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Washington Sales Tax: When Nonresidents Don't Have to Pay

  • Sales Tax
  • October 5, 2015 | Katherine Gustafson

Like most states, Washington charges sales tax -- and in fact, a whole lot of it (6.50 percent, and with local taxes the total can get as high as 9.5!). But that doesn't mean that every single person buying Space Needle statues at Pike Place Market has to fork over to The Man.

A little-known Washington law says that residents of various states and Canadian territories don't have to pay sales tax for purchases made in the Evergreen State as long as what they're buying is intended for use back at home.

Those tapped for the exemption live in jurisdictions that don't impose a retail sales tax, use tax, value added tax, or other similar tax of at least 3 percent. If they don't pay tax at home, they shouldn't have to pay tax anywhere, the reasoning goes. I guess "when in Rome" doesn't apply to taxation.

The Lucky Few

Are you one of the lucky few who can shop in Washington tax-free? Residents of the following places currently qualify for this exemption.

  • Alaska
  • Colorado
  • Delaware
  • Montana
  • New Hampshire
  • Oregon
  • American Samoa
  • Alberta
  • Northwest Territories
  • Nunavut
  • Yukon Territory

If you're from one of these garden spots, next time you're in our country's northwestern-most corner, flash your ID to forego those charges on any tax-eligible purchases that you plan to use back at home.

What does this mean for retailers?

If you're a Washington store owner, and an Oregonian or an Albertan hands you his driver's license on check-out, you can rest easy knowing that he doesn't mistake you for a cop but instead wants you to quote a tax-free total for his transaction.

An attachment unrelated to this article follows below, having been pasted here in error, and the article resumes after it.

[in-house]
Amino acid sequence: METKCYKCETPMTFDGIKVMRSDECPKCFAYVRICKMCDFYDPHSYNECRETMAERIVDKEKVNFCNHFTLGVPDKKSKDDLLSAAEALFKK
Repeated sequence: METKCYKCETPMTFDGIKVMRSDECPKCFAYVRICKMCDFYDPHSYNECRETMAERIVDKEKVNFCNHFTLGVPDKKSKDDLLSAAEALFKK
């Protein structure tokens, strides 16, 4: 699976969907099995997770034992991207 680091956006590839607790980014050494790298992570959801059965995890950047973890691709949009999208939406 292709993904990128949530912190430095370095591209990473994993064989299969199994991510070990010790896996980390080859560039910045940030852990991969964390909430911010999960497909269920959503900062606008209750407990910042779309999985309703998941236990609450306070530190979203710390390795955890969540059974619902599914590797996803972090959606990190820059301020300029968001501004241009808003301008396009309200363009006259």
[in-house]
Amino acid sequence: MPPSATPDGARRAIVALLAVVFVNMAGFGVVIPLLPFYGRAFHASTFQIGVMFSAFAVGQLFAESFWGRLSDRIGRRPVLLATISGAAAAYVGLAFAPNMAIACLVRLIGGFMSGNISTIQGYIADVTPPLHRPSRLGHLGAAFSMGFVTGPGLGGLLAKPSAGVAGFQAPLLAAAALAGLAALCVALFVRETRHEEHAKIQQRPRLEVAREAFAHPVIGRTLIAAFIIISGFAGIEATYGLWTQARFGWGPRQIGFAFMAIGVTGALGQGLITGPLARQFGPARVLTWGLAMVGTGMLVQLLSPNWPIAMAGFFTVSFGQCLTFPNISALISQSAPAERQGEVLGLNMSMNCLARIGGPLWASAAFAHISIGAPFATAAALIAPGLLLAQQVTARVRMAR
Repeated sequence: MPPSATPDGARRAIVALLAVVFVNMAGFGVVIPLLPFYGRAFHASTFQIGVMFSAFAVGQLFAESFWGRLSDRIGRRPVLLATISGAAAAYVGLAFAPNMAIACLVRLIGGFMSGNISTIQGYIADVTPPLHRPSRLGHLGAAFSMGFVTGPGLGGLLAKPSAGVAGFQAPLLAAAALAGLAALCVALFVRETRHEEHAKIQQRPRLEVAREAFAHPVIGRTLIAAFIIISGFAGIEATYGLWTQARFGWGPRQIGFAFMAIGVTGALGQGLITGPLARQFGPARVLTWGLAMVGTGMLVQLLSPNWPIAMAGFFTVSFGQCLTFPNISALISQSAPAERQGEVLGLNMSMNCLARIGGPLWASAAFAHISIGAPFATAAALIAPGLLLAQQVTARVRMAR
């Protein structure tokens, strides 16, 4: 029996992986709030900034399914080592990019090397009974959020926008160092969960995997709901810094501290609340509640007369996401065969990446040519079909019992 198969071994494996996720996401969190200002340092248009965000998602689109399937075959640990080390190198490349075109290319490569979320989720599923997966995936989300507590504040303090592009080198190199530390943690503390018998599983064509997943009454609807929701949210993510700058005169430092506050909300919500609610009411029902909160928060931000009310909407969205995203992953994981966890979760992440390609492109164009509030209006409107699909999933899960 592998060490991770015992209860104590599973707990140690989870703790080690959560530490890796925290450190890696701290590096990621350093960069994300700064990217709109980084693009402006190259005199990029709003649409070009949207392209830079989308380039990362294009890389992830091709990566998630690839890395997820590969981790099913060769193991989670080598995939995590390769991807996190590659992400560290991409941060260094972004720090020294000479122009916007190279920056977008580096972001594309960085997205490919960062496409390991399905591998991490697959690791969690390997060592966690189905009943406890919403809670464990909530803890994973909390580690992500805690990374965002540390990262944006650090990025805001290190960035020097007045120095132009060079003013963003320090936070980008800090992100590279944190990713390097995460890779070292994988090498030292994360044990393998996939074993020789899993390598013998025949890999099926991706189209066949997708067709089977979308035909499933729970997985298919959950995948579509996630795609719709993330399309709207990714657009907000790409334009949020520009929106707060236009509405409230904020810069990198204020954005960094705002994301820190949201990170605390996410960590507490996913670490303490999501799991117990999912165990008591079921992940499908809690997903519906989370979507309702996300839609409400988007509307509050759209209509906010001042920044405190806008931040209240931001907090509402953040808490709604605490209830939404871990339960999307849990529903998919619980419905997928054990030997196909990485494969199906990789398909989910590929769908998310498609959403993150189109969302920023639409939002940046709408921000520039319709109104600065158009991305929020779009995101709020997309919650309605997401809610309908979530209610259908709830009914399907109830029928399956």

You are not required by law to comply with his request -- you can if you want, and only if you're satisfied that the address on the official ID he presents is in one of the eligible territories. If you choose to honor the tax exemption, make sure to keep a record of it by recording the type of ID the customer provided, any identification numbers, and the expiration date. (Photocopying the customer's driver's license is a good way to go.)

And remember that the customer only gets the exemption if whatever he buys is something he's likely to use upon return home and not right away. So a hotel or launderette will need to charge tax to all customers, even Montanans and Nunavummiuts. But a vendor of souvenir t-shirts can be pretty sure most of the wear will happen on home turf.

A notable exception to the tax-exemption rule is marijuana and marijuana-infused products. No matter how much your pot-smoking customer insists that the green stuff will only be smoked back in Oregon -- Scout's honor -- these products simply don't qualify for a non-resident tax exemption. 


Avalara Author
Katherine Gustafson
Avalara Author Katherine Gustafson